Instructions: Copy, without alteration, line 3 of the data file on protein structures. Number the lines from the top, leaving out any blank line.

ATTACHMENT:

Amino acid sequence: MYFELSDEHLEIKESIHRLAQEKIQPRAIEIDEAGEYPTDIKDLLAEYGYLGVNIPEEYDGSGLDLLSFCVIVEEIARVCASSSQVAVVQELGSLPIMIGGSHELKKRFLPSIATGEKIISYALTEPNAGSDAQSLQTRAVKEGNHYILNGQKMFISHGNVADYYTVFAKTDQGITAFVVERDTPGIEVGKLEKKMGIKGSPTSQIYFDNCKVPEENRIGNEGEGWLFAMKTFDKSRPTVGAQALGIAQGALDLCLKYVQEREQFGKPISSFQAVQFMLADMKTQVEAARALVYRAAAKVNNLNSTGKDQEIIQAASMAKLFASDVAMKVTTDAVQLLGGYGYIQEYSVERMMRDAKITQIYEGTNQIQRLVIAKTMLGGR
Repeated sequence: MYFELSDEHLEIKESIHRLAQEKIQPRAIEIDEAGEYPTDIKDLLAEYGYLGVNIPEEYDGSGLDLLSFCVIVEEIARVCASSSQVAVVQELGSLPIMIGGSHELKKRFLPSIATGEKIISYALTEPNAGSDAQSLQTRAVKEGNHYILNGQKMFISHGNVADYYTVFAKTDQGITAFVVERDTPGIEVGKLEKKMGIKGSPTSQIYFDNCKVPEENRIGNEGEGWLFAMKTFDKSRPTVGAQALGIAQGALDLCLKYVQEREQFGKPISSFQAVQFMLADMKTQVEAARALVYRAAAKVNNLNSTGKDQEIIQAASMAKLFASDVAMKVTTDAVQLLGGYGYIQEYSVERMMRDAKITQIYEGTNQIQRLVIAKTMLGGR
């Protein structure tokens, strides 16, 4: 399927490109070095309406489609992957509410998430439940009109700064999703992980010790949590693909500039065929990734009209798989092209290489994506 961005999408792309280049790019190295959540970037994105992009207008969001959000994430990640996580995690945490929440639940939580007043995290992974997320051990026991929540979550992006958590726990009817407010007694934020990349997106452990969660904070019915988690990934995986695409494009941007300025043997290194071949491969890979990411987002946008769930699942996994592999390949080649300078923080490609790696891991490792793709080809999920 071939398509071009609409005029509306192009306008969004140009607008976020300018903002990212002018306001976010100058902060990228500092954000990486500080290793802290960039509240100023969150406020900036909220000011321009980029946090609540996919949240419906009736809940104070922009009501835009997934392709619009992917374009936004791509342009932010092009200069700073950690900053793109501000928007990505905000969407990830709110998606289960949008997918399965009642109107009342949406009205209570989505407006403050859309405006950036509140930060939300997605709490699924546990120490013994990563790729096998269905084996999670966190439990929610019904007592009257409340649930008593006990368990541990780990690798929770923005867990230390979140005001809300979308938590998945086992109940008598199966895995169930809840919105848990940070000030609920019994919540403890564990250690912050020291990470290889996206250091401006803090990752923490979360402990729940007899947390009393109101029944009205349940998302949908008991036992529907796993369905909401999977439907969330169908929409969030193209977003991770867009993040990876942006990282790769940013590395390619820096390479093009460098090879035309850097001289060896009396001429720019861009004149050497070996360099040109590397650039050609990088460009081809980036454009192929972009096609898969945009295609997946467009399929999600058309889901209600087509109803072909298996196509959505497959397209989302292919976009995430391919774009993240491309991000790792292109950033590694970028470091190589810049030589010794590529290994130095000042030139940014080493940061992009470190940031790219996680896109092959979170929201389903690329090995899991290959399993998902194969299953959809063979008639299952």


């Protein structure tokens, strides 16, 4: 399927490109070095309406489609992957509410998430439940009109700064999703992980010790949590693909500039065929990734009209798989092209290489994506 961005999408792309280049790019190295959540970037994105992009207008969001959000994430990640996580995690945490929440639940939580007043995290992974997320051990026991929540979550992006958590726990009817407010007694934020990349997106452990969660904070019915988690990934995986695409494009941007300025043997290194071949491969890979990411987002946008769930699942996994592999390949080649300078923080490609790696891991490792793709080809999920 071939398509071009609409005029509306192009306008969004140009607008976020300018903002990212002018306001976010100058902060990228500092954000990486500080290793802290960039509240100023969150406020900036909220000011321009980029946090609540996919949240419906009736809940104070922009009501835009997934392709619009992917374009936004791509342009932010092009200069700073950690900053793109501000928007990505905000969407990830709110998606289960949008997918399965009642109107009342949406009205209570989505407006403050859309405006950036509140930060939300997605709490699924546990120490013994990563790729096998269905084996999670966190439990929610019904007592009257409340649930008593006990368990541990780990690798929770923005867990230390979140005001809300979308938590998945086992109940008598199966895995169930809840919105848990940070000030609920019994919540403890564990250690912050020291990470290889996206250091401006803090990752923490979360402990729940007899947390009393109101029944009205349940998302949908008991036992529907796993369905909401999977439907969330169908929409969030193209977003991770867009993040990876942006990282790769940013590395390619820096390479093009460098090879035309850097001289060896009396001429720019861009004149050497070996360099040109590397650039050609990088460009081809980036454009192929972009096609898969945009295609997946467009399929999600058309889901209600087509109803072909298996196509959505497959397209989302292919976009995430391919774009993240491309991000790792292109950033590694970028470091190589810049030589010794590529290994130095000042030139940014080493940061992009470190940031790219996680896109092959979170929201389903690329090995899991290959399993998902194969299953959809063979008639299952």